A Topline View of Outbound vs. Inbound Marketing
You've probably been using outbound marketing strategies for as long as you can remember to attract customers to your business. Actively reaching out to your target market is perhaps what you've been used to. While outbound marketing is still a great way to reach your customer base, it isn't the be-all-end-all. Inbound marketing is gaining traction in the marketing landscape and businesses are learning to get people to come to them when they’re looking for products and services. In this post, we'll explore inbound and outbound marketing, their key differences, and how they work together.
What is Outbound Marketing?
We're all familiar with outbound marketing. It's the type of marketing that initiates the conversation and sends a message out to an audience. Some examples include advertising, direct mail campaigns, email campaigns, banner ads, list purchasing, etc. But there are some challenges that come with outbound marketing. For one, it can sometimes be difficult to track return on investment. Also, people have learned how to block outbound marketing attempts by using "do not call" lists, spam filters, etc. Not to mention, outbound marketing can be very expensive.
What is Inbound Marketing?
Inbound marketing is a newer type of marketing that has grown in popularity over the last few years in direct response to evolving buying behaviors. Think of inbound marketing as "pull" marketing. With various techniques such as content marketing, blogs, events, SEO, and social media, you can attract an audience without needing to initiate the first point of contact.
In today's digital world, everyone uses the internet to research products and services, as well as searching for companies that have a record and positive reputation that can help them solve their problems. This is why so many B2B brands are now investing in improving their websites and establishing SEO to gain online visibility and credibility, creating a social media presence to build brand awareness, and perhaps most importantly, crafting valuable content focused on helping customers to buy. This combination is what helps attract the right customers who are the right fit for your business.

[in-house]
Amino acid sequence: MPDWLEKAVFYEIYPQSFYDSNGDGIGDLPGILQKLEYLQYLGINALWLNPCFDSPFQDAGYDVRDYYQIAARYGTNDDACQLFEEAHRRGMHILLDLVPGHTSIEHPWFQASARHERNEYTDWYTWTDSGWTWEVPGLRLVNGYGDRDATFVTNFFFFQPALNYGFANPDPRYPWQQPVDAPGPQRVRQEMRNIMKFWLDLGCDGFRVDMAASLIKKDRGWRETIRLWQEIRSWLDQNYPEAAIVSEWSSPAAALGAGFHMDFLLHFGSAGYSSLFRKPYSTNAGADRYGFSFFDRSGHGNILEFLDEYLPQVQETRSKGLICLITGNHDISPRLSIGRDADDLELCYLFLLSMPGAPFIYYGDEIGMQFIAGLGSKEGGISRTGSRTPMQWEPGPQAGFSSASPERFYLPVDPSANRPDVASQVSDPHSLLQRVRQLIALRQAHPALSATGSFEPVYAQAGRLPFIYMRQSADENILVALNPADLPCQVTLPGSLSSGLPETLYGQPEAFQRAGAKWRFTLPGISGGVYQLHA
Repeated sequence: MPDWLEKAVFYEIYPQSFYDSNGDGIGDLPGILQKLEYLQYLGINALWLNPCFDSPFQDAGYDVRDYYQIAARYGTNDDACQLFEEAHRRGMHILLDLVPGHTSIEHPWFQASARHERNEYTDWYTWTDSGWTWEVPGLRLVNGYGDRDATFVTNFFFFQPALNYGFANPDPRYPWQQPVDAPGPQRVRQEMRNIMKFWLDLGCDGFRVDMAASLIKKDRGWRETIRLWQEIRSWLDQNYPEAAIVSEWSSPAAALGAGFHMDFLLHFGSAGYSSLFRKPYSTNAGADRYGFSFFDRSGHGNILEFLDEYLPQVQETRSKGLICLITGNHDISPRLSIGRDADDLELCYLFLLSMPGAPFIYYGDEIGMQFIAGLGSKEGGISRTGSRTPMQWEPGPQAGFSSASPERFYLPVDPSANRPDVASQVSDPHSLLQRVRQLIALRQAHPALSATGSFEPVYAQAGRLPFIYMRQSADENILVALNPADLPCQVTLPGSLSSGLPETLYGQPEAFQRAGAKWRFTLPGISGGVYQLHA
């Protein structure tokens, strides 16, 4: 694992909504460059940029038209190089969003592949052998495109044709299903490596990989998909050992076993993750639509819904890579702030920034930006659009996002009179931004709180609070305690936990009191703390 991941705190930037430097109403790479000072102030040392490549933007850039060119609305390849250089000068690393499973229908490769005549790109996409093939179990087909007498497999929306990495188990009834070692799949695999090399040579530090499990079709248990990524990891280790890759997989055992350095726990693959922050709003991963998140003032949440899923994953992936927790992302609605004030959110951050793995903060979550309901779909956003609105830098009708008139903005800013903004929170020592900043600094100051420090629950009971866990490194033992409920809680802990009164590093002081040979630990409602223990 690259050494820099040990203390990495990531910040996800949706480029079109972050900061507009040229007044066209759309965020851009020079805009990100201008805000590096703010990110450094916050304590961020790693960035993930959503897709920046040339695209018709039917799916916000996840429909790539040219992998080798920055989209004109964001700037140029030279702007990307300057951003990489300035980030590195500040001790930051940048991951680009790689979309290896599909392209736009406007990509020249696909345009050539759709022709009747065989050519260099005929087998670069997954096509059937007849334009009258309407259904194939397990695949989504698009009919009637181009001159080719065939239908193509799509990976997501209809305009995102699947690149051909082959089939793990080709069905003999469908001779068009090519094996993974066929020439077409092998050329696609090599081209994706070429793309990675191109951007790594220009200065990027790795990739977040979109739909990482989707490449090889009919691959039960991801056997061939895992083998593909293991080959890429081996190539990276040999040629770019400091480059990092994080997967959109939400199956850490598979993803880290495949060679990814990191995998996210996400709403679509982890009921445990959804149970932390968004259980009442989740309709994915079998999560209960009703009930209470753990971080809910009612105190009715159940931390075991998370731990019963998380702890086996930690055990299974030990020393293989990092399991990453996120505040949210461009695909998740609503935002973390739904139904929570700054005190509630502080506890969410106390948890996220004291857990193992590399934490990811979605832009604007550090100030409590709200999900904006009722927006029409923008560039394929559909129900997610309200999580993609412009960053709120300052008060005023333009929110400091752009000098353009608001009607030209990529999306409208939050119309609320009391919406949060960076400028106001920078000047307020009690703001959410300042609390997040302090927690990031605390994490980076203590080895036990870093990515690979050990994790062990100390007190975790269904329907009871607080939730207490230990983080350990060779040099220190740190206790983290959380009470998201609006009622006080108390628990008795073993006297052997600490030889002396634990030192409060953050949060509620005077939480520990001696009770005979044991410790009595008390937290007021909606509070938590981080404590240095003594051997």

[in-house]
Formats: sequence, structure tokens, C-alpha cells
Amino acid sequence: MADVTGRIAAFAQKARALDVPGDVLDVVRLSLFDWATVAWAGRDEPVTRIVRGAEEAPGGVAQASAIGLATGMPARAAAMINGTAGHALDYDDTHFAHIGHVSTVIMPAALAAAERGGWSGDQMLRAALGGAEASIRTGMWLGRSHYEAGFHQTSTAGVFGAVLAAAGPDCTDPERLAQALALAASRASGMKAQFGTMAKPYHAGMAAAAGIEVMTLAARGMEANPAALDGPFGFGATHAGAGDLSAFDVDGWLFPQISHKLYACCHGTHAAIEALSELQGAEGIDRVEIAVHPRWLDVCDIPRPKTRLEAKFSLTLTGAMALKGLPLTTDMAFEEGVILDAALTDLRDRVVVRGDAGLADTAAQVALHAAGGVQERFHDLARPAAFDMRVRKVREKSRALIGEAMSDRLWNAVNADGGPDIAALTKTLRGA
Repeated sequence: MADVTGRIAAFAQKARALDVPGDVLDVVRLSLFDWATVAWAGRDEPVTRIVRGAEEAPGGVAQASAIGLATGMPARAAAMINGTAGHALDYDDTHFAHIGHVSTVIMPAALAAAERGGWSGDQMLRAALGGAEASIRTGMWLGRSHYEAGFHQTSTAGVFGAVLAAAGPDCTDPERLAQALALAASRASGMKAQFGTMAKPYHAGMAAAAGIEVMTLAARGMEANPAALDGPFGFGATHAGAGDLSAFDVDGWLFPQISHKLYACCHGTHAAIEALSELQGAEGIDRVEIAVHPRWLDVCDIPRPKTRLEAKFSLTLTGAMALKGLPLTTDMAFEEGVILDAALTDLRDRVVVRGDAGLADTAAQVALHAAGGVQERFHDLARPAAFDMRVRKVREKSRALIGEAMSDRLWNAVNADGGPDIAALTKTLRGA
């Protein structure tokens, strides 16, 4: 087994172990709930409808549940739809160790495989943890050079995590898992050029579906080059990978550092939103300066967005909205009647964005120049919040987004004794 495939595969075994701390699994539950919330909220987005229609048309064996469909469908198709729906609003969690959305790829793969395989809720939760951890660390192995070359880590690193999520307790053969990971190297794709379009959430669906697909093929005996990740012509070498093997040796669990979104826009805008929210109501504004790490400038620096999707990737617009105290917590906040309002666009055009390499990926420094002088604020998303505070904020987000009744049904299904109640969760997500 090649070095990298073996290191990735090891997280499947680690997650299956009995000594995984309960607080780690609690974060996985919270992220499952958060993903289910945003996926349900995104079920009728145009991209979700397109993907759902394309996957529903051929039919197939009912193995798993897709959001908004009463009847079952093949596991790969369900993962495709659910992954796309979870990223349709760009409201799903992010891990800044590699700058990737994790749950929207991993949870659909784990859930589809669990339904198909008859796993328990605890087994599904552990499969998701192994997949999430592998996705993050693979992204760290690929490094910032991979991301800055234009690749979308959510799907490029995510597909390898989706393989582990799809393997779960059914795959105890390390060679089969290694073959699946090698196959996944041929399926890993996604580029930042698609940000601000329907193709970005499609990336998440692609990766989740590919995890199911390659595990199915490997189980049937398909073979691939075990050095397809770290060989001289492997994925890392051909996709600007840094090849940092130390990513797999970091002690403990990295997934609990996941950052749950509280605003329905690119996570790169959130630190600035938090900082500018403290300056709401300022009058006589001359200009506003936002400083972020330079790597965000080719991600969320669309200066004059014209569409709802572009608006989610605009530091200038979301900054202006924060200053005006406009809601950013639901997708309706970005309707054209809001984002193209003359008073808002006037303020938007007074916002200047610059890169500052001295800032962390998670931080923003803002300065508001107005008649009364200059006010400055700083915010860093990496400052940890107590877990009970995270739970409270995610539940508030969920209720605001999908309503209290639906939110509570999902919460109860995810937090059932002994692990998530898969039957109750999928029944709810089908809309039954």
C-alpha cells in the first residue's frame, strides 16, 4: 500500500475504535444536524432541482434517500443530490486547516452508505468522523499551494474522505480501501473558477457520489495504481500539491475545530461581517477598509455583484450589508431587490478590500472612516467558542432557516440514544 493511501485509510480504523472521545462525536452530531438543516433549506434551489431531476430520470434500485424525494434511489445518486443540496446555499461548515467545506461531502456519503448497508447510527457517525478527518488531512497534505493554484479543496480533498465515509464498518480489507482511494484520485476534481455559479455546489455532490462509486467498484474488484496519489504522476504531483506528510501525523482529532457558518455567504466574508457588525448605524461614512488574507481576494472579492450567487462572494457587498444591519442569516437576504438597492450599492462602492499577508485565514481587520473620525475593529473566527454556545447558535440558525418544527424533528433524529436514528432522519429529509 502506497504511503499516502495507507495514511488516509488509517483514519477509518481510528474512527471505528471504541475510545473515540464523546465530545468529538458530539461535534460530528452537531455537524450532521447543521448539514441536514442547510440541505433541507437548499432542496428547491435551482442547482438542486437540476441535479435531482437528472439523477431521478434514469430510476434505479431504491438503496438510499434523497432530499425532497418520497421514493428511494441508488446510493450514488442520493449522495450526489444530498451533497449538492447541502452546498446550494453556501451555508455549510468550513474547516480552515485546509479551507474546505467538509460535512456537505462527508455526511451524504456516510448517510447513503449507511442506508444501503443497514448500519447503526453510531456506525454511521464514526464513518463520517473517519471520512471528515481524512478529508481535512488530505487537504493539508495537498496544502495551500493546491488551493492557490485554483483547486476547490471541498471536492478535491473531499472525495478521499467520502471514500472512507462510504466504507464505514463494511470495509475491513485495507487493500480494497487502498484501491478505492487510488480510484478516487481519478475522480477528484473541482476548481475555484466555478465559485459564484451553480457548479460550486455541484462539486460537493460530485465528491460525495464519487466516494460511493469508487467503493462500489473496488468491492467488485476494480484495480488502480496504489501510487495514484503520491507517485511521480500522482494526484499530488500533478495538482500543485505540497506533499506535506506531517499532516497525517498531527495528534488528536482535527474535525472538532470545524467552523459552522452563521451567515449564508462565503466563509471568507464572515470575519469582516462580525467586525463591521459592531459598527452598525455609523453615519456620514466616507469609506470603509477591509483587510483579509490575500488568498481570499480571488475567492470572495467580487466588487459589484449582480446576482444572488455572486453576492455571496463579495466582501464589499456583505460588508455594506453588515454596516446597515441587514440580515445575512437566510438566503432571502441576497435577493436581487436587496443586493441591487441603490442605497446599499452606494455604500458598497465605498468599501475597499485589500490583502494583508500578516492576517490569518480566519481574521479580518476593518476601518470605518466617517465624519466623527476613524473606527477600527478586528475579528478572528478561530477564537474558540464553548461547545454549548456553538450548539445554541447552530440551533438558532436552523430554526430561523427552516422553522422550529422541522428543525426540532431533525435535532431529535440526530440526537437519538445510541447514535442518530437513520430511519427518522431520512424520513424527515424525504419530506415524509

What's the difference?
Unlike outbound marketing where marketers search for customers, inbound marketing gains the attention of customers and makes it easier for them to find your company. According to HubSpot's 2018 ROI Report, 70% of its customers experienced an increase in their lead conversion rate using inbound strategies. Inbound marketing focuses more on building a relationship with customers over time by being an authoritative resource.
With inbound marketing, you can create downloadable content in the form of whitepapers, guides, and more to educate your audience and provide them with value. You can also develop this content and tailor it to specific points in the buyer's journey.
This can work well for your business because you're personalizing the customer experience by letting the customer control the content they consume, as well as the timing of their interactions with you.
How do they work together?
In truth, inbound and outbound work extremely well together. Inbound marketing can attract customers, while outbound nurtures those relationships through the use of email marketing, retargeting campaigns and PPC advertising.
Inbound and outbound can also cross-promote each other, working together to produce the desired end result. For example, if a member of your sales team recommends some of your content to a prospect, that's outbound marketing promoting inbound marketing. You're initiating a conversation with them (outbound) while promoting your content (inbound).
A balanced approach to using both can be an especially effective strategy for B2B products and services, as each brings its own benefits that also complement the other. The end result is an even greater ROI.
If you're ready to expand your marketing beyond the traditional outbound approach, a great start is to set up a free marketing consultation. We’re here to help.
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